MATH-GA 2490 Partial Differential Equations (fall)
MATH-GA 2701 Methods of Applied Math (fall)
MATH-GA 2702 Fluid Dynamics (fall)
MATH-GA 2550 Functional Analysis (spring)
MATH-GA 2563 Harmonic Analysis (fall)
MATH-GA 2911 Probability: Limit Theorems I (fall)
MATH-GA 2902 Stochastic Calculus (fall, spring and summer)
MATH-GA 2962 Mathematical Statistics (spring)
or: DS-GA 1002 Statistical and Mathematical Methods (fall)
A substitute one-term course may be taken after the first term of its equivalent two-term course, but may not be taken after the equivalent two-term sequence is completed. Resolution of conflicts will require the approval of the Director of Graduate Studies. Only the credits of the completed courses will count toward the degree.
Please note that master's and non-degree students in their first year of study are generally not permitted to register for any Advanced Topics courses. In further semesters, students are allowed to register for such courses with permission of both the course instructor and the Director of Graduate Studies for the M.S. Program.
The Written Comprehensive Examinations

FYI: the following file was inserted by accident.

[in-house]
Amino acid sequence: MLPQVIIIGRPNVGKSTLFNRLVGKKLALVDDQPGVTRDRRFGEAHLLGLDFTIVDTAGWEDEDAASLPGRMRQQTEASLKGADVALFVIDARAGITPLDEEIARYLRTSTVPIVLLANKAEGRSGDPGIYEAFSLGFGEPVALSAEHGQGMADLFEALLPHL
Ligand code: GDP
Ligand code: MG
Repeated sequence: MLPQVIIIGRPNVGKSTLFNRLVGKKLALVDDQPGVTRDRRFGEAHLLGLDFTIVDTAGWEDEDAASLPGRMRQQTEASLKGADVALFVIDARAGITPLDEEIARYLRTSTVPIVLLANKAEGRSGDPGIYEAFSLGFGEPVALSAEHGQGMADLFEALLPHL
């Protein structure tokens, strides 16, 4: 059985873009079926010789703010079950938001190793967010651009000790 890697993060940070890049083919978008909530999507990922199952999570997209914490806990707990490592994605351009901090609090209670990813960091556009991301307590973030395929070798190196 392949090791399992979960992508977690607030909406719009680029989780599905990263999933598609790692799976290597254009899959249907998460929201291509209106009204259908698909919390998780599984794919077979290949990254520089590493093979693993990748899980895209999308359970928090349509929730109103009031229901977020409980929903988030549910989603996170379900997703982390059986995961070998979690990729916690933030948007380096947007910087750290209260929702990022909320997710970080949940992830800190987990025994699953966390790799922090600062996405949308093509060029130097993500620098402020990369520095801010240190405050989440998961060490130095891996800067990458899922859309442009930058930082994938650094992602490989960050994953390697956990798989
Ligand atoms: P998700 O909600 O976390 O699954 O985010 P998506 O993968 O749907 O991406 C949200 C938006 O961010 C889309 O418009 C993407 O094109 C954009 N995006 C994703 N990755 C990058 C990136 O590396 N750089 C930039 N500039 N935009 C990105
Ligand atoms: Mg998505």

Students choosing the first option,
must pass, with the grade of B, the three-part Written
Comprehensive Examination administered by the Department twice
a year, in early September and early January. Most master's
students tend to take exam toward the end of their graduate
Students are permitted to take the written examinations
twice, with no special permission. A third and final
attempt may be granted by the Department on a case-by-case
The examinations, in advanced calculus, complex variables and linear algebra, may include some of the following material:
Advanced Calculus: Real numbers. Functions of one variable: continuity, mean-value, differentiability, maxima and minima, integrals, fundamental theorem of calculus, inequalities, estimation of sums and integrals, elementary functions and their power series. Funtions of several variables: partial derivatives, chain rule, MacLaurin expansion, critical points, Lagrange multipliers, inverse and implicit function theorems, jacobian, divergence and curl, theorems of Green and Stokes.Complex Variables: Complex numbers, analytical functions, Cauchy-Riemann equations, Cauchy's integral and applications, power series, maximum principle, Liouville's theorem, elementary functions and their conformal maps, bilinear transformation, classification of singularities, residue theorem and contour integration, Laurent series, Rouche's theorem, number of zeros and poles.